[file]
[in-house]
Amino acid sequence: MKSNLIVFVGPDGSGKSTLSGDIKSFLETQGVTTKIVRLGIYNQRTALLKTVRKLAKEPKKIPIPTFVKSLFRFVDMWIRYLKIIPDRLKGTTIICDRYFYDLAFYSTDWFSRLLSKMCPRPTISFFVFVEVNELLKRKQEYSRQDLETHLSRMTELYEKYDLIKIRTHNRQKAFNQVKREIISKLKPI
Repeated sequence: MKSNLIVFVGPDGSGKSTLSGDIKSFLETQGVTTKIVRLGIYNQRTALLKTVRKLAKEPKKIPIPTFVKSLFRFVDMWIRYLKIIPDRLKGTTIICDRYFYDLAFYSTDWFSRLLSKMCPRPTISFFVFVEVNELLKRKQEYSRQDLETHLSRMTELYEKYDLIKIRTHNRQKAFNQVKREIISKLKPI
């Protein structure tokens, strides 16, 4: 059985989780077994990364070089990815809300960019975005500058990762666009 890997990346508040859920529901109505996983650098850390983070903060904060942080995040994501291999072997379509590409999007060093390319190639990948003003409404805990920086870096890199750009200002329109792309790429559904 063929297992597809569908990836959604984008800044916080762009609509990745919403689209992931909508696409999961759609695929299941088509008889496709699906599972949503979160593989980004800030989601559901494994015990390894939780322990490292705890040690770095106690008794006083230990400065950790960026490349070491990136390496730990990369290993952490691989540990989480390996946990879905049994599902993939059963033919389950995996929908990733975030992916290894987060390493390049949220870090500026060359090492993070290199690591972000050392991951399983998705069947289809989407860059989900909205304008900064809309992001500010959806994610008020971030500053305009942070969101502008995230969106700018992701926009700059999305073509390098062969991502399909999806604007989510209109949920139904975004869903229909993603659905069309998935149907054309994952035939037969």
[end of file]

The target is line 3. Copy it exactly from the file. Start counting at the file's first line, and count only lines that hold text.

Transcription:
Repeated sequence: MKSNLIVFVGPDGSGKSTLSGDIKSFLETQGVTTKIVRLGIYNQRTALLKTVRKLAKEPKKIPIPTFVKSLFRFVDMWIRYLKIIPDRLKGTTIICDRYFYDLAFYSTDWFSRLLSKMCPRPTISFFVFVEVNELLKRKQEYSRQDLETHLSRMTELYEKYDLIKIRTHNRQKAFNQVKREIISKLKPI